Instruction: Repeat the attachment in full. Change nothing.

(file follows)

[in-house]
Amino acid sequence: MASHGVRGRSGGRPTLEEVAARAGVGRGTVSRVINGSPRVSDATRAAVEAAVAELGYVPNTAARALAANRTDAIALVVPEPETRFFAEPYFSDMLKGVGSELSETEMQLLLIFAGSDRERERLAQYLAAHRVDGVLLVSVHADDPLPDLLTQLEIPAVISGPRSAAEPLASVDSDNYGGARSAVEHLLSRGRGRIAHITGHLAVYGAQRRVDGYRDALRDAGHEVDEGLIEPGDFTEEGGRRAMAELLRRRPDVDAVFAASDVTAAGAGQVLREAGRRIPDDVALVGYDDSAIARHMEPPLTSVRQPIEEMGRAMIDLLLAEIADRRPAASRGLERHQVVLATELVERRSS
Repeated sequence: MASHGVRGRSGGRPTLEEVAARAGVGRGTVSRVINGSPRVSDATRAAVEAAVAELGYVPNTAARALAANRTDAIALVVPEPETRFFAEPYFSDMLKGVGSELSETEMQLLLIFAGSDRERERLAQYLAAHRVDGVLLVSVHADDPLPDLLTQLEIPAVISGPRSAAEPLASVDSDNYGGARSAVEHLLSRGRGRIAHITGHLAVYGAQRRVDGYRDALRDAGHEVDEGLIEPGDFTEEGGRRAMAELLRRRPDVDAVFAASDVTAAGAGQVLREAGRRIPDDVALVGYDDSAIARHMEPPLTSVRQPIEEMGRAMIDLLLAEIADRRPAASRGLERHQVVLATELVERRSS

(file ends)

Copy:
[in-house]
Amino acid sequence: MASHGVRGRSGGRPTLEEVAARAGVGRGTVSRVINGSPRVSDATRAAVEAAVAELGYVPNTAARALAANRTDAIALVVPEPETRFFAEPYFSDMLKGVGSELSETEMQLLLIFAGSDRERERLAQYLAAHRVDGVLLVSVHADDPLPDLLTQLEIPAVISGPRSAAEPLASVDSDNYGGARSAVEHLLSRGRGRIAHITGHLAVYGAQRRVDGYRDALRDAGHEVDEGLIEPGDFTEEGGRRAMAELLRRRPDVDAVFAASDVTAAGAGQVLREAGRRIPDDVALVGYDDSAIARHMEPPLTSVRQPIEEMGRAMIDLLLAEIADRRPAASRGLERHQVVLATELVERRSS
Repeated sequence: MASHGVRGRSGGRPTLEEVAARAGVGRGTVSRVINGSPRVSDATRAAVEAAVAELGYVPNTAARALAANRTDAIALVVPEPETRFFAEPYFSDMLKGVGSELSETEMQLLLIFAGSDRERERLAQYLAAHRVDGVLLVSVHADDPLPDLLTQLEIPAVISGPRSAAEPLASVDSDNYGGARSAVEHLLSRGRGRIAHITGHLAVYGAQRRVDGYRDALRDAGHEVDEGLIEPGDFTEEGGRRAMAELLRRRPDVDAVFAASDVTAAGAGQVLREAGRRIPDDVALVGYDDSAIARHMEPPLTSVRQPIEEMGRAMIDLLLAEIADRRPAASRGLERHQVVLATELVERRSS